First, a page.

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Embedded optical sensors for polymer electrolyte membrane fuel cells

  • Full or part time
  • Application Deadline
    Applications accepted all year round
  • Awaiting Funding Decision/Possible External Funding
    Awaiting Funding Decision/Possible External Funding

Project Description

Catalyst durability is currently one of the biggest challenges limiting widespread commercialization of polymer electrolyte membrane fuel cells (PEMFC). The high surface-area carbon catalyst support materials are susceptible to corrosion under various operating regimes. Characterising the mechanisms of this degradation currently requires a suite of measurement techniques designed to replicate the operating conditions in a real fuel cell, but these can never be completely accurate. There is growing interest in using in situ methods to measure various key parameters in a representative operating device.

This project will develop a technique to embed optical fibres in a PEM fuel cell to carry out optical spectroscopic measurements in order to characterise carbon support materials during real operating conditions, observing the chemical corrosion mechanisms that take place during accelerated stress testing, which is known to lead to catalyst degradation. This will enable the development of novel catalysts and operating strategies resulting in improved durability and longer lifetimes of commercial devices.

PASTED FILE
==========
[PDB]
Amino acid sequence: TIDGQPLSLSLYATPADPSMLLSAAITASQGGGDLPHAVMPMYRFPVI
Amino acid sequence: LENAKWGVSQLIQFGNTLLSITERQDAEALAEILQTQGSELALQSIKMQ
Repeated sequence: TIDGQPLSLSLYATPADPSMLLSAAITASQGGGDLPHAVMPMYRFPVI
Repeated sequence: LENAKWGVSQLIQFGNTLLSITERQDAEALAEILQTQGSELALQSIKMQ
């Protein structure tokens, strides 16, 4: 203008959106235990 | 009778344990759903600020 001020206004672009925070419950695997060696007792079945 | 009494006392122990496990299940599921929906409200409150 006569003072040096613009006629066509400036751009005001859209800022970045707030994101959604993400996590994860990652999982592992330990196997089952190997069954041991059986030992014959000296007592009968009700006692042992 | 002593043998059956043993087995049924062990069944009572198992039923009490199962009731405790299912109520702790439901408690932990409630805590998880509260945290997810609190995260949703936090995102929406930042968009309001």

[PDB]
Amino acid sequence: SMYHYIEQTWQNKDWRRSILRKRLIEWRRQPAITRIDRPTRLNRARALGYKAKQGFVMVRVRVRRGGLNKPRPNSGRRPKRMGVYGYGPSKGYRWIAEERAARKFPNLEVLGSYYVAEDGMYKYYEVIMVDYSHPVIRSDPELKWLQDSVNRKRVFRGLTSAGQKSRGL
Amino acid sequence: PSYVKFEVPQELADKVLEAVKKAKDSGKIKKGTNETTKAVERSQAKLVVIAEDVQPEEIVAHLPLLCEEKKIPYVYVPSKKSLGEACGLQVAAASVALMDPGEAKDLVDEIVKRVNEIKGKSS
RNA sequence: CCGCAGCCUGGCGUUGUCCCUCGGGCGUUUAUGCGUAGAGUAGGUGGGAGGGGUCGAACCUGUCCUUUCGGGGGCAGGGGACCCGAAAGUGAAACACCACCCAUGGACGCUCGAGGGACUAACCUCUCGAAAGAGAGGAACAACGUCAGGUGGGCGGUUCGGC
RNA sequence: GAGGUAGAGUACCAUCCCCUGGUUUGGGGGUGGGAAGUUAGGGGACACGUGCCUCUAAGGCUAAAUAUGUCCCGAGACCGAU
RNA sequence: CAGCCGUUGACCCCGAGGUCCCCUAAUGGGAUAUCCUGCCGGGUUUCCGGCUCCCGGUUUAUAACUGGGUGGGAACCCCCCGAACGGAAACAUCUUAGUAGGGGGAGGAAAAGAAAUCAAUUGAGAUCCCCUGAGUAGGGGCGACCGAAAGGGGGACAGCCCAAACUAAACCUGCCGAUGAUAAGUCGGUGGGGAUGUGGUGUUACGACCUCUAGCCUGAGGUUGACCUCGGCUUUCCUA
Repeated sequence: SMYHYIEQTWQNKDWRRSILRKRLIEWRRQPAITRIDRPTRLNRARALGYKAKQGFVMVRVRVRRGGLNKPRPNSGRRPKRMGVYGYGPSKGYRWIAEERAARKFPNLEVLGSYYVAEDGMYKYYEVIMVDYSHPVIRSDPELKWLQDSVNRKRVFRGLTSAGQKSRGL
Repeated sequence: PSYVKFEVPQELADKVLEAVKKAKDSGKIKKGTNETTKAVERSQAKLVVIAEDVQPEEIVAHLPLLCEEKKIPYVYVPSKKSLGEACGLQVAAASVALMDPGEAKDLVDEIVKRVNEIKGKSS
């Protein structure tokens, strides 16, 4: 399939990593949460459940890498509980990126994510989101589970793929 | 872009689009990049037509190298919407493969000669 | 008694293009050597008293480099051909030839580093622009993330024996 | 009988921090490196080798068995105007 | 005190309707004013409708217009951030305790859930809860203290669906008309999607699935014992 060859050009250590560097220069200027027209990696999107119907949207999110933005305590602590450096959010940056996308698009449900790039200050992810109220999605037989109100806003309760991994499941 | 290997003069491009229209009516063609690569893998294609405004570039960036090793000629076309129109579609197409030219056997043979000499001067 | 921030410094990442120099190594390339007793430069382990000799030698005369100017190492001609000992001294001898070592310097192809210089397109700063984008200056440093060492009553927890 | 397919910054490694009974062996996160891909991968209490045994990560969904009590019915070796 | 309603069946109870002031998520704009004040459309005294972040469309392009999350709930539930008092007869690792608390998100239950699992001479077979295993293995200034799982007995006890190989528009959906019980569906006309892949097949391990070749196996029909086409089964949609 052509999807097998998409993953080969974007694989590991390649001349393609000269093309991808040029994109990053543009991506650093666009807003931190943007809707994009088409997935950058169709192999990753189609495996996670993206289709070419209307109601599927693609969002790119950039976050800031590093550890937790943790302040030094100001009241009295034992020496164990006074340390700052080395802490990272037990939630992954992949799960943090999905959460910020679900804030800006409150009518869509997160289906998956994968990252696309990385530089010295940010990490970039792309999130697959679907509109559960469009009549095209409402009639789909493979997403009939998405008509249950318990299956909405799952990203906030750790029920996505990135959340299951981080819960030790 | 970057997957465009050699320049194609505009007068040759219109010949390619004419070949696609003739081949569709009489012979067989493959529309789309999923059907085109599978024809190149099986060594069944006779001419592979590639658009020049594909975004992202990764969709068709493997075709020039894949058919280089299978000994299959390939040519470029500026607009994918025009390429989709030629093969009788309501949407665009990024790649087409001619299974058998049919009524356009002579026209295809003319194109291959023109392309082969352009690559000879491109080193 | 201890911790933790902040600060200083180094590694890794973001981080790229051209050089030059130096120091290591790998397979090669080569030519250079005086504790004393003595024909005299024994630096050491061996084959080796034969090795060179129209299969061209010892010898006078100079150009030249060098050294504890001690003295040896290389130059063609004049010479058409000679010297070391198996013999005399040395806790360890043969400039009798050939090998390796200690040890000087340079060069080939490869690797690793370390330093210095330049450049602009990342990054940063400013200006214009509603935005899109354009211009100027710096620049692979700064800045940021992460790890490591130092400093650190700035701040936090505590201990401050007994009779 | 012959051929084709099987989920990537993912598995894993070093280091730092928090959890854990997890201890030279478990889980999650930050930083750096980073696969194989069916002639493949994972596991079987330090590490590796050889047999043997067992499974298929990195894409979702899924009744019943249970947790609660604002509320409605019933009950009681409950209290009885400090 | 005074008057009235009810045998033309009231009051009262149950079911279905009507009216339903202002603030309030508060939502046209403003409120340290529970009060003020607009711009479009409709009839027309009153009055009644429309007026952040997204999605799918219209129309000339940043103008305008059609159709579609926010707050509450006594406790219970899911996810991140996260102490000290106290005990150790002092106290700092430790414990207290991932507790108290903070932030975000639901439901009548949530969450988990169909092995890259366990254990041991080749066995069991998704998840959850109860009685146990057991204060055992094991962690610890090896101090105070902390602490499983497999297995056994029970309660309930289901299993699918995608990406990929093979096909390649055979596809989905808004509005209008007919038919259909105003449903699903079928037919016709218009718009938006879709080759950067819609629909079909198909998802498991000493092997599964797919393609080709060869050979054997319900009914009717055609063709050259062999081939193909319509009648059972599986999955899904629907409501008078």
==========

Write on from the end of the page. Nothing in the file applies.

In addition to undertaking cutting edge research, students are also registered for the Postgraduate Certificate in Researcher Development (PGCert), which is a supplementary qualification that develops a student’s skills, networks and career prospects.

Information about the host department can be found by visiting:

Funding Notes

This PhD project is awaiting funding outcome and is also offered on a self-funding basis. It is open to applicants with their own funding, or those applying to funding sources. However, excellent candidates may be considered for a University scholarship.

Students applying should have (or expect to achieve) a minimum 2.1 undergraduate degree in a relevant engineering/science discipline, and be highly motivated to undertake multidisciplinary research.

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